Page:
|Sub-Category||Republic of China nationality|
|Question||Did the post-war treaties designate the correct nationality classification for the people on Taiwan?|
|Answer||No, not specifically. Due to this fact, many people point to Article 15 of the Universal Declaration of Human Rights to say that the drafting of the content of the post-war treaties was quite irresponsible.|
Although there were some proclamations made in the Fall of 1945, the most commonly quoted reference for the "legal basis" of native Taiwanese persons as having ROC nationality is a January 12, 1946, order issued by the ROC military authorities. However, that order was never ratified by the Legislative Yuan, nor made into a law. Importantly, as "belligerent occupation" of Taiwan began on October 25, 1945, with the surrender of Japanese troops, and only ended with the coming into force of the San Francisco Peace Treaty (SFPT) on April 28, 1952, such an order is prohibited. More specifically, the imposition of mass-naturalization procedures over the civilian population in occupied Taiwan territory is a war crime.
Article 26 of the SFPT serves to authorize the drafting of a peace treaty between the ROC and Japan. Article 10 of the Sino-Japanese Peace Treaty (Treaty of Taipei) of August 5, 1952 specifies: "For the purposes of the present Treaty, nationals of the Republic of China shall be deemed to include all the inhabitants and former inhabitants of Taiwan (Formosa) and Penghu (the Pescadores) and their descendents who are of the Chinese nationality in accordance with the laws and regulations which have been or may hereafter be enforced by the Republic of China in Taiwan (Formosa) and Penghu (the Pescadores)...."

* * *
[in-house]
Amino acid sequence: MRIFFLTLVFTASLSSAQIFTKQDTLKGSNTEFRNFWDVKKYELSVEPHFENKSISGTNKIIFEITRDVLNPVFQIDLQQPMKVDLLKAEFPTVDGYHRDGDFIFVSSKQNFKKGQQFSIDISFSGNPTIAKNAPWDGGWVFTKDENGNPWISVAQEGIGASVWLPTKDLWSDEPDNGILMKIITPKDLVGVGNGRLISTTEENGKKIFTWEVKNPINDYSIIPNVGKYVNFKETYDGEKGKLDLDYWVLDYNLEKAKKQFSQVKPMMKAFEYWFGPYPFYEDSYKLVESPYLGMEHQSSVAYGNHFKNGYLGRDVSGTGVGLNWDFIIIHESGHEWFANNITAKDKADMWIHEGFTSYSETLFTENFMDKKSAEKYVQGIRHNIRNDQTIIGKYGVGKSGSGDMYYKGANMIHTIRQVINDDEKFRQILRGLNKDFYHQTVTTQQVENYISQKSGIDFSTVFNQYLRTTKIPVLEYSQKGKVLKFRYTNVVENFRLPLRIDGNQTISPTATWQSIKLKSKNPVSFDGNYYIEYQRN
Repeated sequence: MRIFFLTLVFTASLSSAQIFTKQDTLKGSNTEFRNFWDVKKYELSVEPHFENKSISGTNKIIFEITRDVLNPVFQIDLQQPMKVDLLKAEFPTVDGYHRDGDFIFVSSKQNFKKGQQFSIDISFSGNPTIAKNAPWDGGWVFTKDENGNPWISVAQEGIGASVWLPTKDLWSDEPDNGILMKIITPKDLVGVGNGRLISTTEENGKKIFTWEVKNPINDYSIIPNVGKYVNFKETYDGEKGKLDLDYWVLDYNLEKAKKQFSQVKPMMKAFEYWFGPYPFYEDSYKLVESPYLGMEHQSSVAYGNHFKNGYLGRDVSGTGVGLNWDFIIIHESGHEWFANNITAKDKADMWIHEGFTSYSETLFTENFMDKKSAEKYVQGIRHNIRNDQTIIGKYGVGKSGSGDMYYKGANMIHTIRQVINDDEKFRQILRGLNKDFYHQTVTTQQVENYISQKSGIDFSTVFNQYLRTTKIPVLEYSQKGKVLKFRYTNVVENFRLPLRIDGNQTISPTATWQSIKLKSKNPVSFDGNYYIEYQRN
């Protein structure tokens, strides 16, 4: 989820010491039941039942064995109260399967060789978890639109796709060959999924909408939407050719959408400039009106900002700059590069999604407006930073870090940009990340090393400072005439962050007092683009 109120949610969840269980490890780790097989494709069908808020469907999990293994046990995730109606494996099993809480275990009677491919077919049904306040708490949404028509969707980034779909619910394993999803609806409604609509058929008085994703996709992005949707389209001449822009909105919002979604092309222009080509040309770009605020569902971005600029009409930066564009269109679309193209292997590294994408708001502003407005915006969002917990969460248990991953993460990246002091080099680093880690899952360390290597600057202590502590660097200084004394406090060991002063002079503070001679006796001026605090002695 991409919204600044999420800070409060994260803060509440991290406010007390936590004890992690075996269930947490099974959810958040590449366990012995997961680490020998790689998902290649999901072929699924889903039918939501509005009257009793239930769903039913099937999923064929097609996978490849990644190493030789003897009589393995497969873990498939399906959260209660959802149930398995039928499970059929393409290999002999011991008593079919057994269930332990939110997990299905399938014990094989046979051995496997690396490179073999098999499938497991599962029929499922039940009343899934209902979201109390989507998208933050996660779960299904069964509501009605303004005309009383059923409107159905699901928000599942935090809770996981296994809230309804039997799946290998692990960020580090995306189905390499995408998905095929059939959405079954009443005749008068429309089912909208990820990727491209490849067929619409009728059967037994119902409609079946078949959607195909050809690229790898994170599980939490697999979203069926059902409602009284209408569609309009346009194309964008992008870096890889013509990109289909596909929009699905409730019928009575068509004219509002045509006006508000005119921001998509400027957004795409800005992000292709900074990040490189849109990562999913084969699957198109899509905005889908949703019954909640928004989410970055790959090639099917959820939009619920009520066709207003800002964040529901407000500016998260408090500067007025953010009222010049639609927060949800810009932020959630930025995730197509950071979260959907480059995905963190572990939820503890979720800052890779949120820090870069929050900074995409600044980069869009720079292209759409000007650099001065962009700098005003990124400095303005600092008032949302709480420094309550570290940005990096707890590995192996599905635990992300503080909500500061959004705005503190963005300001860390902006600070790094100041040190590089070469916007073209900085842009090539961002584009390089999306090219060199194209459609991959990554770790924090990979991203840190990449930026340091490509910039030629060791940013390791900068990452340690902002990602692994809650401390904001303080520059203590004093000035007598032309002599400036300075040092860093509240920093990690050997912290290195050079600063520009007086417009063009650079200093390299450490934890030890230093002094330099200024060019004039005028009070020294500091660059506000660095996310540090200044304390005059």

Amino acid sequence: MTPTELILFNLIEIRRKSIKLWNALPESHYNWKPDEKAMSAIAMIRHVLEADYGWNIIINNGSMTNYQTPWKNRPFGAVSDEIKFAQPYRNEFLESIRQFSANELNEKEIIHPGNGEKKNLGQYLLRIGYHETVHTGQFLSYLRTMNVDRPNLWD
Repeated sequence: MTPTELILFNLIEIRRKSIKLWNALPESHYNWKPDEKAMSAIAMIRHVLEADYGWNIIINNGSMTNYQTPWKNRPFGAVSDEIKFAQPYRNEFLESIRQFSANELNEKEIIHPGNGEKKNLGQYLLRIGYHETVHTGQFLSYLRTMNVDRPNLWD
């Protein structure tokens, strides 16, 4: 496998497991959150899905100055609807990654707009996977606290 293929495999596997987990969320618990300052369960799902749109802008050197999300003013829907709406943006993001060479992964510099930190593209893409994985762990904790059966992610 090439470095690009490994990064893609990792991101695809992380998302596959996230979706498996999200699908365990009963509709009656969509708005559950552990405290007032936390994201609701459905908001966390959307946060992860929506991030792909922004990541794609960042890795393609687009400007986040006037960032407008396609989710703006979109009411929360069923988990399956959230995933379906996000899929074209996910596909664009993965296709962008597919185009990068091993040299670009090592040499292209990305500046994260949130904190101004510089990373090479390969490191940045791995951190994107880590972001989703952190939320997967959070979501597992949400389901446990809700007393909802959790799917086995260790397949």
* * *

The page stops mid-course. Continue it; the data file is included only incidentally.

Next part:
The ROC Nationality Law was originally promulgated in February 1929, when Taiwan was a part of Japan. It was revised in February 2000, however there were no Articles addressing the mass naturalization of Taiwanese persons as ROC citizens. Hence, the conditions of Article 10 of the Sino-Japanese Peace Treaty in regard to "in accordance with the laws and regulations which have been or may hereafter be enforced by the Republic of China in Taiwan...." have yet to be fulfilled.
Further References and Links
Taiwan's Legal Status: Taiwan's Legal Status: An Overview of the San Francisco Peace Treaty
Areas Conquered by U.S. Military Forces and therefore under USMG Jurisdiction -- with later "new disposition" by peace treaty